abundance

Marketing & Advertising

"Is junk food what we really crave?"

Big Food spends close to $2 billion every year telling kids and teens what’s cool to eat through advertising, promotions, and sponsorships. Meanwhile, across the country, fast-food chains are crowding out grocery stores and supermarkets, narrowing the healthy food choices available.

Scary? It sure is, but together, we can work to curb this predatory marketing and stand up for real food.

We believe that marketing targeting to children and teenagers is a public health crisis. Watch our movies and dig into this page to understand why.

Descargar el guión de video en Español.

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Take Action

happymeal.com

Protect our kids and help shut down HappyMeal.com.

Join tens of thousands of people around the world calling on McDonald’s CEO Don Thompson to end the burger giant’s predatory marketing to our kids.

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Q & A

Question:

What is one of your favorite examples of a program working to encourage healthy eating, especially among kids and teens?

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Juliet

Communities across the country are finding innovative ways to encourage healthy eating. In particular, farm-to-school policies are gaining traction, with farm-to-school legislation in 35 states. Such programs connect K-12 schools with local farms that supply healthy, sustainable foods to school cafeterias. Not only do these programs support the health and well-being of kids, they play a role in educating communities, supporting local farmers, and strengthening the regional food economy.

Featured voice: Juliet Sims, Prevention Institute

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Question:

Food companies say that it is the family’s responsibility to determine what foods their kids eat. Is it really up to the parents?

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Juliet

Food companies put all the responsibility on parents to shield their kids from unhealthy foods—but when food marketers have access to children in schools, in stores, on television, and increasingly on the internet, parents have the odds stacked against them. Parents don’t decide which cereals to market to children or what image goes on the front of the cereal box—food companies do. One major study found that, at this rate, children won’t be fully protected from junk food ads until 2033. We can’t continue to allow generations of children to get sick while the food industry gets free reign.  Limiting the reach of junk food marketing helps shift the balance in the right direction. After all, parents can’t do it all alone.

 

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Question:

Last year, policy makers were talking about making some improvements to the voluntary marketing guidelines for food companies. What was the industry reaction and what’s happened with those policies?

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Juliet

In 2009, Congress commissioned an Interagency Working Group  (IWG)–comprised of the Federal Trade Commission, the Centers for Disease Control and Prevention, the Food and Drug Administration, and the United States Department of Agriculture—to draft a proposal laying out voluntary guidelines for foods marketed to kids. The proposed recommendations were released for comment last April, and today, this effort to safeguard kids’ health against harmful marketing practices has been effectively defeated. Food and beverage companies wasted absolutely no time in pushing back on these guidelines. They spent over $51 million lobbying in 2011, released a report claiming these guidelines would eliminate jobs, and issued white papers (falsely) claiming the guidelines violate the First Amendment. The IWG eventually bowed to industry pressure, and the guidelines were never released.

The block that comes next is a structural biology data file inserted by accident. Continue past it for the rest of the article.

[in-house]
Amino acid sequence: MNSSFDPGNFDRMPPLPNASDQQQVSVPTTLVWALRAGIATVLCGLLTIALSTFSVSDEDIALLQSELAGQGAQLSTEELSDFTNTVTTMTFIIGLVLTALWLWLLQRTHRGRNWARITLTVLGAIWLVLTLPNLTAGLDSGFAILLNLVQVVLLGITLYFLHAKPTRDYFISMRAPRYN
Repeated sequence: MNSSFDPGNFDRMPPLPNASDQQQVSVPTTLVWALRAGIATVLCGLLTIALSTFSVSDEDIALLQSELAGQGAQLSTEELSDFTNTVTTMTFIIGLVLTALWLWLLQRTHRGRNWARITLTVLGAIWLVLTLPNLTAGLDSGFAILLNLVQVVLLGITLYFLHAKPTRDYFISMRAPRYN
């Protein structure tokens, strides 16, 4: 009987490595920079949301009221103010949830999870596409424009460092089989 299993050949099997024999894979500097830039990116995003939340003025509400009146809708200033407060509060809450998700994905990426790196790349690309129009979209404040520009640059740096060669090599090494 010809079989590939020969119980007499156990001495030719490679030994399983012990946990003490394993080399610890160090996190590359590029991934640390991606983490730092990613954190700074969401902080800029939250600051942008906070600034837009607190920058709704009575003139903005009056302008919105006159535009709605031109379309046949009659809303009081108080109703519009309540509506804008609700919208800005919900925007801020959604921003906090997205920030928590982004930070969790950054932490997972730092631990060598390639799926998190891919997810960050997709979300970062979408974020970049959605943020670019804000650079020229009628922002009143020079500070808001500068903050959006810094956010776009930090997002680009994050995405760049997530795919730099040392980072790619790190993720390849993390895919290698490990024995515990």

Featured voice: Juliet Sims, Prevention Institute

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Reports and Resources

Guión de Video: El Mito de Elegir

Descargar el guión de video para el nuevo Food MythBusters película aquí: PDF

Thumbnail Food MythBusters Screening Guide, Marketing Advertising

Food MythBusters Screening Guide | Myth of Choice: How Junk Food Marketers Target Our Kids

On September 25, 2013, the Food MythBusters launched its second animated movie that takes on the myth of personal choice and exposes the harmful impact of marketing to kids. Help celebrate Food Day and host a screening on October 24, 2013! You can help us spread the word! View the PDF.

RWJF Fast Food Ads on TV

Fast-Food TV Advertising Aimed At Kids

99% of all fast food ads targeting kids were placed by just two companies. Can you guess which ones? The Robert Wood Johnson Foundation conducted a study and put together this fantastic infographic to break down food marketing trends on TV and why industry self-regulation isn’t cutting it.

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From the Blog

AJAM 5-27-14

Junk Food Industry’s Shameful Targeting of Black and Latino Youth

Young people of color face steeper risks of diet-related illness – and a ton of niche marketing.

fed up challenge

Take the Fed UP Challenge: Go Sugar Free for 10 Days

We are facing the biggest public health crisis of our time and the future of our nation depends on us taking action in our homes, schools, communities and workplaces. Taking the Fed Up Challenge and going sugar free is the first step.

sodaSummit500

Soda Summit 2014: Winning Strategies to Reduce Soda-Related Diseases

June 4-5 in Washington D.C., the conference will bring together national and international experts, public health professionals and local, state and national policymakers to explore a comprehensive set of topics and strategies to reduce soda-related diseases.